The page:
It isn't even so much that it's a good story. For me, that first time, it didn't even have a story. I was so entranced by the beauty of Nabokov's language, his flowery descriptions and elegant prose, that my first time reading the book I couldn't have told you what it was about. I registered nothing but the words- beautiful words I had never heard of or seen before, in English, Latin, and French.
But then, the second time I read it, I picked up on the plot: the beautiful, heartbreaking, incredibly disturbing plot. You may have heard that Lolitais a troubling book, not just in the sense of being a mentally-taxing read, but also in that you find yourself rooting for the bad guy-- a bad guy who is so far from most civilized morals that, before reading, you think he's the type of character you could never feel any sympathy for. Of course I won't go into details or give anything away, but anyone who has experience with incest, sexual trauma, rape, or even kidnapping, please be warned that this book could be highly triggering. However, if you're a bibliophile, this piece is practically required reading. It was through Lolitathat I learned to think critically of point of view, that I learned that the narrator is not always trustworthy, that I learned to think outside of the box which was instilled in me during my middle school English classes. When I'm a literature teacher, I'll probably assign this book for these reasons if nothing else.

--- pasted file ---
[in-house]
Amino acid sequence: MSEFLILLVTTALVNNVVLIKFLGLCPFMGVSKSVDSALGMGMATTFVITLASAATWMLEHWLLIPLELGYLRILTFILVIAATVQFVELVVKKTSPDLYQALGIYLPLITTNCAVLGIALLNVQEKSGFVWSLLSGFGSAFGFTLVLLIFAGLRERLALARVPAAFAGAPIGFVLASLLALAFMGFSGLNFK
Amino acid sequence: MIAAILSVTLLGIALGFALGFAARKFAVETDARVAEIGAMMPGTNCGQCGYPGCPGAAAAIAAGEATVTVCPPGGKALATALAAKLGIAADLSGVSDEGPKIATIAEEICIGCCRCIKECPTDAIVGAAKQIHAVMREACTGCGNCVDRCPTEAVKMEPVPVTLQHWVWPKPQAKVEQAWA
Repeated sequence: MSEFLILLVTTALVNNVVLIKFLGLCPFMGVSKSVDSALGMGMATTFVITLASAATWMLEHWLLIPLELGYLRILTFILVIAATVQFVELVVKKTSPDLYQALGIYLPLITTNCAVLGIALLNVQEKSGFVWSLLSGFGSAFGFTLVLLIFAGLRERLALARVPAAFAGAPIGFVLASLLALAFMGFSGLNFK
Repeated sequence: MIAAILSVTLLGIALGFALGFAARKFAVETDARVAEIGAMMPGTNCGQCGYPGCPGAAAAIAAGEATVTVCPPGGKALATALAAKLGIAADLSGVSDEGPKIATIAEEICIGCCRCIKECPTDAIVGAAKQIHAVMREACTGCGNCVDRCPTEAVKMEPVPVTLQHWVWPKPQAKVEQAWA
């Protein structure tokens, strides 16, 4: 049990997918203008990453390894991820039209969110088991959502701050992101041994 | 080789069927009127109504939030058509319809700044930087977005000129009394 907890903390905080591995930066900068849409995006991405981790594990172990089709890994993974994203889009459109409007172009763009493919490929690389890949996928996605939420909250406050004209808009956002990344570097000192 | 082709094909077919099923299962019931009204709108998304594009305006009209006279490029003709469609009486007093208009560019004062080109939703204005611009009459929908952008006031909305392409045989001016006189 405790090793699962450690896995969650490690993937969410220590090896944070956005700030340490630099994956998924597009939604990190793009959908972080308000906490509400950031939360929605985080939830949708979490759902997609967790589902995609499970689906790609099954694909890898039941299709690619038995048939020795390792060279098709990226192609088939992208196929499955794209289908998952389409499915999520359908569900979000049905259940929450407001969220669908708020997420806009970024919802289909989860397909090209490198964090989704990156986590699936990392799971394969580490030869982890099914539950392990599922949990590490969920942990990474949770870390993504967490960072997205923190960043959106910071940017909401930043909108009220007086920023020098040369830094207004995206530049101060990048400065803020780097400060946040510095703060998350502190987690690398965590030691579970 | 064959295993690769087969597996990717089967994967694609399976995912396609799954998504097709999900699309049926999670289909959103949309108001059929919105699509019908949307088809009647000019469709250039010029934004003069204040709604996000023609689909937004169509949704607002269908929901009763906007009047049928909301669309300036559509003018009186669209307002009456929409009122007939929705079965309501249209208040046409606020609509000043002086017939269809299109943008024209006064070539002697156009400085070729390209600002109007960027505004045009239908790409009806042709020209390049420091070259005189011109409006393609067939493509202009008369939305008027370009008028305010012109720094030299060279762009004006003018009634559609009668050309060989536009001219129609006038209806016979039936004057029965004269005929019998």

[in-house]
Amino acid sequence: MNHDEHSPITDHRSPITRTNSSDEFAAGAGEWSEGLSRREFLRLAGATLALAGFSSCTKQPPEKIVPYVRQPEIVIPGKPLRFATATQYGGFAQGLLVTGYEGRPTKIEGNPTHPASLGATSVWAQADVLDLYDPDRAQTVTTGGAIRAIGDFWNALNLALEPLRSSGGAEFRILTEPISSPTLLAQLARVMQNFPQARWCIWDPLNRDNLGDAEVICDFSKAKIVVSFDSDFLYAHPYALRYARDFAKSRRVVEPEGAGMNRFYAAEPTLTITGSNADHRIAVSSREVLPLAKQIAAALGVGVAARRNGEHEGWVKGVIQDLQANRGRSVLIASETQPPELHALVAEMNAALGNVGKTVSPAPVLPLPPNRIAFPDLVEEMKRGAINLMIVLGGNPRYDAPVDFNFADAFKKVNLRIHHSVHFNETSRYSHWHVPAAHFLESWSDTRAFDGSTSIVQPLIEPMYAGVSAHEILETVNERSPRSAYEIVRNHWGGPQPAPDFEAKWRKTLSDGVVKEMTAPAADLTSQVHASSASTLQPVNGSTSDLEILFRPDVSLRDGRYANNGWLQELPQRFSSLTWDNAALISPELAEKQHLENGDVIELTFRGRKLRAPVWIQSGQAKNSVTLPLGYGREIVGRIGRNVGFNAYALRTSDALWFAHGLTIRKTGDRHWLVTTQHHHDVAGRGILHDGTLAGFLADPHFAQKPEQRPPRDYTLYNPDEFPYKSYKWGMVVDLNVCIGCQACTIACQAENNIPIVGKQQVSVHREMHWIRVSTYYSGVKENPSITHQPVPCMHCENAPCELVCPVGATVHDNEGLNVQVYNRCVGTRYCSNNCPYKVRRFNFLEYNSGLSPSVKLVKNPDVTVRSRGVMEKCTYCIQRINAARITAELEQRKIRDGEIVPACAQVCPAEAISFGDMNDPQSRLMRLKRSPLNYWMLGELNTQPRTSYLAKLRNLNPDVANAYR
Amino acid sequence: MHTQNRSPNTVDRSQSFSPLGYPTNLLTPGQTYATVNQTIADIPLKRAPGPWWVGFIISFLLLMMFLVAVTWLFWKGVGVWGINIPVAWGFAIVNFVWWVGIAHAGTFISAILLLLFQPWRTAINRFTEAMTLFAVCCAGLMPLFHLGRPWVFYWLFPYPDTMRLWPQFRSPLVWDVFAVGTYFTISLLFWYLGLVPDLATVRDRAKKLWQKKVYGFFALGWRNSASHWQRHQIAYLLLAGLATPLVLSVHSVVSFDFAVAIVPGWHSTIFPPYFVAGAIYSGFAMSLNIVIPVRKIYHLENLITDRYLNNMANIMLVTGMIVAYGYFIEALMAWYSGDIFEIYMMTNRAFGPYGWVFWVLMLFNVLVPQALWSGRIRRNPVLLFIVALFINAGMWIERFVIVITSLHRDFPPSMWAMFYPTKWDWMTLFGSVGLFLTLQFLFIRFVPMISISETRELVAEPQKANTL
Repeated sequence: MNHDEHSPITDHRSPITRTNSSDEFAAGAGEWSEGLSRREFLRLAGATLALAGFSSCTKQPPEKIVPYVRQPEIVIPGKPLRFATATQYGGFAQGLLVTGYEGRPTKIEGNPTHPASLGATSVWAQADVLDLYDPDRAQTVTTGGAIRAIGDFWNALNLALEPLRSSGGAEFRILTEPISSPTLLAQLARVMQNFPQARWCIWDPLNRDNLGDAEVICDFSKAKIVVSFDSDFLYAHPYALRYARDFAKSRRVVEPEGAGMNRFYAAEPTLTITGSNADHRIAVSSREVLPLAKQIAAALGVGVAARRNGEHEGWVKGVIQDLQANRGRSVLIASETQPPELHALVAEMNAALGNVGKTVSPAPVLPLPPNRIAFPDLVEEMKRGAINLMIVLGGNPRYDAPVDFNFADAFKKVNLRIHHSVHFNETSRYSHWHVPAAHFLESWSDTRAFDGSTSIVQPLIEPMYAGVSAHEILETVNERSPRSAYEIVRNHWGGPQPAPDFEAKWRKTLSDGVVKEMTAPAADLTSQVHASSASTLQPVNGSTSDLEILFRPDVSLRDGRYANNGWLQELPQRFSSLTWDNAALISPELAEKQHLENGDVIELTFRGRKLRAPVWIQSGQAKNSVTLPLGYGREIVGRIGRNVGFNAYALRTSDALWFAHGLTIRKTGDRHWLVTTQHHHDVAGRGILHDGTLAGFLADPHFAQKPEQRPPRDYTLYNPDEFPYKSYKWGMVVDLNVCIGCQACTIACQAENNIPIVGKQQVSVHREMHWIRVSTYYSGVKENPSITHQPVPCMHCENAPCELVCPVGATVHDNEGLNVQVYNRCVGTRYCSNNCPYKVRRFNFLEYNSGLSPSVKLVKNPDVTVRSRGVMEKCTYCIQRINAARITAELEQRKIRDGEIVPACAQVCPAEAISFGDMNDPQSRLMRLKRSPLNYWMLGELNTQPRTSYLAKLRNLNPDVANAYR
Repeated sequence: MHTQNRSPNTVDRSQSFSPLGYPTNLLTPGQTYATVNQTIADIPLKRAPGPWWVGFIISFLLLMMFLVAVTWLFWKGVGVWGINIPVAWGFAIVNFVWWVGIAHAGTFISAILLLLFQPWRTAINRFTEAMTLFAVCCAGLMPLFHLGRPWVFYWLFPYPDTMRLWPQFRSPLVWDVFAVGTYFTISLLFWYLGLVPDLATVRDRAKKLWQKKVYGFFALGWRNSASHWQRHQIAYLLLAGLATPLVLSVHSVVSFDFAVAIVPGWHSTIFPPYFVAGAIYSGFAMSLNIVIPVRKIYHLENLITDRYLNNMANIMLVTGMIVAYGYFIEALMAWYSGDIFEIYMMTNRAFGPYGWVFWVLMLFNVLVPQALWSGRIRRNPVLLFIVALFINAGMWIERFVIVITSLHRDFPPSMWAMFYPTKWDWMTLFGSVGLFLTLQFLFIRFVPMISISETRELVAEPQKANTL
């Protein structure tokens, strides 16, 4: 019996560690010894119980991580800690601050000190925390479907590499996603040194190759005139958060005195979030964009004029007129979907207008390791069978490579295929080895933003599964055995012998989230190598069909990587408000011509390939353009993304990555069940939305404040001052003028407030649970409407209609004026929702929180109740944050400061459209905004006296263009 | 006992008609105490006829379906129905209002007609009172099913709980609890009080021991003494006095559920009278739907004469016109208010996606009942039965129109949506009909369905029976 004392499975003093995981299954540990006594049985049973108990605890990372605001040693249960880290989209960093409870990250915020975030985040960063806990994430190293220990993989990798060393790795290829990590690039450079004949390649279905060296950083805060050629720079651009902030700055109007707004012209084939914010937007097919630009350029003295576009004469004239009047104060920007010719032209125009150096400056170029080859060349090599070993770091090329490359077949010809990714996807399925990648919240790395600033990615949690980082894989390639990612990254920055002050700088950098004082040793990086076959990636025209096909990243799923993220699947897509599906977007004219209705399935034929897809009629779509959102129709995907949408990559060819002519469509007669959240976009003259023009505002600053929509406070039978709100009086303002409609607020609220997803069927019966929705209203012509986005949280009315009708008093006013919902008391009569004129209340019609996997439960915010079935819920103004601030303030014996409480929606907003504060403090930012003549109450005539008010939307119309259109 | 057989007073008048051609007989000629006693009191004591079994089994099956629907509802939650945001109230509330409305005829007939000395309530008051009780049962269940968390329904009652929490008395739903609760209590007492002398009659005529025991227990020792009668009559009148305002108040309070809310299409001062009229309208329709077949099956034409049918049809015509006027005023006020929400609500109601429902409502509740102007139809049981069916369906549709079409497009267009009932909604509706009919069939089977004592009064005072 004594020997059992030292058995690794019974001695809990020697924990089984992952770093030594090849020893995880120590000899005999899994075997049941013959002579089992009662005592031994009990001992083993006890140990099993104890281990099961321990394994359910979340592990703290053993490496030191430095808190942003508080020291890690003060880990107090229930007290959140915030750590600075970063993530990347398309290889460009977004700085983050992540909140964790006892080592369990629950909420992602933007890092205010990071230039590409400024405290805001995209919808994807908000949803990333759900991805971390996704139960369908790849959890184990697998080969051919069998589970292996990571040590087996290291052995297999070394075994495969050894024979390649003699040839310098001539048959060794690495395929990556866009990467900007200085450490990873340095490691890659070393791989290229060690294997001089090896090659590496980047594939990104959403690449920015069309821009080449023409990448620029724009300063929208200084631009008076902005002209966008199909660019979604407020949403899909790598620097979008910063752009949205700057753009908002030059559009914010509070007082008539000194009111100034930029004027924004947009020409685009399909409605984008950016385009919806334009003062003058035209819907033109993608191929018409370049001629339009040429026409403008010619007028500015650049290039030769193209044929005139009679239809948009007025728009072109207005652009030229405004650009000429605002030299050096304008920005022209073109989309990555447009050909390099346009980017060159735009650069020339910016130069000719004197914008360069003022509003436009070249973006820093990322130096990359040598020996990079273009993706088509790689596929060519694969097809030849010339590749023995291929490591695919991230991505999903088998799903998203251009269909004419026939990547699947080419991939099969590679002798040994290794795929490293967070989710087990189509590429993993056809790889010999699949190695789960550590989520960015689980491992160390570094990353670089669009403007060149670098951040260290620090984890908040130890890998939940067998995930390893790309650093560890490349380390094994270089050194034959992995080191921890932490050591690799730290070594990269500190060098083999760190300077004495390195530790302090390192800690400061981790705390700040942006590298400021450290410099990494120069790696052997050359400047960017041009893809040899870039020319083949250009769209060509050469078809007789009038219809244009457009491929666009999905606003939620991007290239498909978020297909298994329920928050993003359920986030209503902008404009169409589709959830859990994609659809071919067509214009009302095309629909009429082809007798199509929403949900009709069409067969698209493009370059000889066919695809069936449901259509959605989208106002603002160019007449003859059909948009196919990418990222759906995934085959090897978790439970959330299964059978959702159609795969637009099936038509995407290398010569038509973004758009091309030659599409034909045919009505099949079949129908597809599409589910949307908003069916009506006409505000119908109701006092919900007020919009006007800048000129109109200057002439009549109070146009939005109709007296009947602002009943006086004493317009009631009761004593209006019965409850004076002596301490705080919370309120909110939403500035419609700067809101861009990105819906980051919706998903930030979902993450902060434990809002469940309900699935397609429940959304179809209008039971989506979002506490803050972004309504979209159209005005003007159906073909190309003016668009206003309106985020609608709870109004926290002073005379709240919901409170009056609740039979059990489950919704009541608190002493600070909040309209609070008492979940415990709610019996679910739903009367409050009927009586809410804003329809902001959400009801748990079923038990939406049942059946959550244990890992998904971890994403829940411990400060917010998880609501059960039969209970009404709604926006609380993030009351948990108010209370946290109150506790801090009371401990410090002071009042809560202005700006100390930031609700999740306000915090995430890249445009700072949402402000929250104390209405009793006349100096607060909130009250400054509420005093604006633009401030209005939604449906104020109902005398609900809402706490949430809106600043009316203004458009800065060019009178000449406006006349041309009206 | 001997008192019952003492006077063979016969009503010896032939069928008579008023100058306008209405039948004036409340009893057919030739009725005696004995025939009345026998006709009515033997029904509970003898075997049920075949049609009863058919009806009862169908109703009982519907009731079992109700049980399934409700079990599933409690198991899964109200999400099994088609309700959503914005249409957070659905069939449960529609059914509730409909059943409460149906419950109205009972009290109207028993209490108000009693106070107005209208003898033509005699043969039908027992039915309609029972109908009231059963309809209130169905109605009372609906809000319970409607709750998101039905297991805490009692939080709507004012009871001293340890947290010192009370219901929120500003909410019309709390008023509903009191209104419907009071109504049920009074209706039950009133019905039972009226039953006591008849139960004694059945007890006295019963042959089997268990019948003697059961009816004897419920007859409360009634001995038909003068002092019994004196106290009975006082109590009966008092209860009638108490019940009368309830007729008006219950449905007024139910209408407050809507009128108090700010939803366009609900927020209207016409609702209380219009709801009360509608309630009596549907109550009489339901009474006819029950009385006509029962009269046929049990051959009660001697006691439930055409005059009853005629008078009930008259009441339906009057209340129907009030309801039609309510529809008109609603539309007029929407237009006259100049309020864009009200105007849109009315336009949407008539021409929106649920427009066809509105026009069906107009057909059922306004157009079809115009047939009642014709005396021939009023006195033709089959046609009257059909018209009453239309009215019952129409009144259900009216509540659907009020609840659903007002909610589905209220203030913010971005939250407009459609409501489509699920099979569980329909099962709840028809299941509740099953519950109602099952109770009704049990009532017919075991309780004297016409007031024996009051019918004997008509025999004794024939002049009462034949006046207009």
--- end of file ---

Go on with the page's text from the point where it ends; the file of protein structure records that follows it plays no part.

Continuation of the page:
But I digress. The point is, there's more to this book than racy thematic devices. This piece is an excellent read for anyone interested in vintage fashion (Oh, if I had Dolly's wardrobe!), psychology, literature, or even just people who like long books full of fancy words and beautiful prose which borders on erotica. If nothing else, read this book to arm yourself against the fight our name has destined us for; I can almost guarantee you'll enjoy it.